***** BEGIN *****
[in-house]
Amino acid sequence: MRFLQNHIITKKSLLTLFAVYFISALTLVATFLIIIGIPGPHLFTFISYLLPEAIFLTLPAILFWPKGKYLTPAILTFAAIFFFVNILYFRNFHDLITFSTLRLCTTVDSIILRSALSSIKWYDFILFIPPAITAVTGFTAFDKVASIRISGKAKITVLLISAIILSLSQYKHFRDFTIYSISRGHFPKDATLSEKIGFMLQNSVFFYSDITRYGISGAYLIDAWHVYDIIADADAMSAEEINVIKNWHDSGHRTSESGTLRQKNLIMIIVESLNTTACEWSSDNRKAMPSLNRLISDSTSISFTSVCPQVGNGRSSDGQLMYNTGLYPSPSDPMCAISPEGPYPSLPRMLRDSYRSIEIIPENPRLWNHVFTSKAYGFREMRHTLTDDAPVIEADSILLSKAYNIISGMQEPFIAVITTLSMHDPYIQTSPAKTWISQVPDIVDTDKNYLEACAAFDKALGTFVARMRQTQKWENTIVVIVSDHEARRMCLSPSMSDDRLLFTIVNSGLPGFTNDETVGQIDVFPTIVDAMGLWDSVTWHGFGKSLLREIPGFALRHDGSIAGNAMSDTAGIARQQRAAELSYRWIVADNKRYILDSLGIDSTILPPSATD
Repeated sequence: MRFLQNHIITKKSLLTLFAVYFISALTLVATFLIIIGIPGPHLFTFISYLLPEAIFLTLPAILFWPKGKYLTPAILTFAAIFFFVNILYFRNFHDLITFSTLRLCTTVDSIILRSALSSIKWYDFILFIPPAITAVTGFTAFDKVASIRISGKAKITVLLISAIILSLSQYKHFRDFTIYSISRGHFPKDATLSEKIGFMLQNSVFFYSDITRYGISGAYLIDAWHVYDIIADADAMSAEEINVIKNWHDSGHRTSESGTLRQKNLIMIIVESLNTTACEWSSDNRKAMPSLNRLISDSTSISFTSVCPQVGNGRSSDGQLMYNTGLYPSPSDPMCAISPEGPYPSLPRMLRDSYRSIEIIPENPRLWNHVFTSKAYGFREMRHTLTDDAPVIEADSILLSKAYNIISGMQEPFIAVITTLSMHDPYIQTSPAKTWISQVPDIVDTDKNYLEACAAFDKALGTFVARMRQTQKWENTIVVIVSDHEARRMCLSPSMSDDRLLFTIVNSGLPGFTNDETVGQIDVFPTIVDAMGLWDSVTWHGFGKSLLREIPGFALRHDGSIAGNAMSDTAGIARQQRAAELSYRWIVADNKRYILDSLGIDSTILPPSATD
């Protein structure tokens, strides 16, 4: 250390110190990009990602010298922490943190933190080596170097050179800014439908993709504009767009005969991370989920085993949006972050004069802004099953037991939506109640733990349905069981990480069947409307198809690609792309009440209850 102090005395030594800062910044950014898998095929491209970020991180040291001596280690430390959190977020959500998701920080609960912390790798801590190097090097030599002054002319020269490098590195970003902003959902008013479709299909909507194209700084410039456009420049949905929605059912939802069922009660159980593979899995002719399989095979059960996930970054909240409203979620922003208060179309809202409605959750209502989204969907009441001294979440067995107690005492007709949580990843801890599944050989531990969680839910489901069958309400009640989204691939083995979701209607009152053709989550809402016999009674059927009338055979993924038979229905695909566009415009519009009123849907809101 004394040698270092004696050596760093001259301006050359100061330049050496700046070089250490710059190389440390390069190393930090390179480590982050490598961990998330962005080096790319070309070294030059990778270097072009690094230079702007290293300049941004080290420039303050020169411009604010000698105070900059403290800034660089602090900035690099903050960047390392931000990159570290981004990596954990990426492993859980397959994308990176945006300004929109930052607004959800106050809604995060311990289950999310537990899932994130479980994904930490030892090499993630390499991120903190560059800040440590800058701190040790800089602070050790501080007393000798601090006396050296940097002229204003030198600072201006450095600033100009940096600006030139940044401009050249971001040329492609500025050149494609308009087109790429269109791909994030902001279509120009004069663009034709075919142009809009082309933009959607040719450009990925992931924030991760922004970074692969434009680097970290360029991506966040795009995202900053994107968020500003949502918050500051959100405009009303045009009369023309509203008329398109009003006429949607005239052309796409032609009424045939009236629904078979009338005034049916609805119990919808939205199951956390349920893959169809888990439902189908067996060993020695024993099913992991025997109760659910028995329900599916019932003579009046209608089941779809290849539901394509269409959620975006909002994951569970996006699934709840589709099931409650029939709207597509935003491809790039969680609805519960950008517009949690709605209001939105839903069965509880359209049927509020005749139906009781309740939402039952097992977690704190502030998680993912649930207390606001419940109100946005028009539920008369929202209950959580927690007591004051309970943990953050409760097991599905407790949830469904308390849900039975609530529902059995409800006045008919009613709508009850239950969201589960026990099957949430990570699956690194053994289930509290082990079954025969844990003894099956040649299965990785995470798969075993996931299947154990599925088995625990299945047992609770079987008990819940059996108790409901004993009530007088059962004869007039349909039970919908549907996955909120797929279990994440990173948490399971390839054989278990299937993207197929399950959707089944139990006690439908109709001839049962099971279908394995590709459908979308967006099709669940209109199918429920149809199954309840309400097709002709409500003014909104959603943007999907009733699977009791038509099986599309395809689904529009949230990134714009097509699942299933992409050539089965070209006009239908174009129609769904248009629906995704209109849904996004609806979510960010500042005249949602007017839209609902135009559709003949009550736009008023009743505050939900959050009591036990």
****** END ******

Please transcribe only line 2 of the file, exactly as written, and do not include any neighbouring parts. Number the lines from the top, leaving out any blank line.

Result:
Amino acid sequence: MRFLQNHIITKKSLLTLFAVYFISALTLVATFLIIIGIPGPHLFTFISYLLPEAIFLTLPAILFWPKGKYLTPAILTFAAIFFFVNILYFRNFHDLITFSTLRLCTTVDSIILRSALSSIKWYDFILFIPPAITAVTGFTAFDKVASIRISGKAKITVLLISAIILSLSQYKHFRDFTIYSISRGHFPKDATLSEKIGFMLQNSVFFYSDITRYGISGAYLIDAWHVYDIIADADAMSAEEINVIKNWHDSGHRTSESGTLRQKNLIMIIVESLNTTACEWSSDNRKAMPSLNRLISDSTSISFTSVCPQVGNGRSSDGQLMYNTGLYPSPSDPMCAISPEGPYPSLPRMLRDSYRSIEIIPENPRLWNHVFTSKAYGFREMRHTLTDDAPVIEADSILLSKAYNIISGMQEPFIAVITTLSMHDPYIQTSPAKTWISQVPDIVDTDKNYLEACAAFDKALGTFVARMRQTQKWENTIVVIVSDHEARRMCLSPSMSDDRLLFTIVNSGLPGFTNDETVGQIDVFPTIVDAMGLWDSVTWHGFGKSLLREIPGFALRHDGSIAGNAMSDTAGIARQQRAAELSYRWIVADNKRYILDSLGIDSTILPPSATD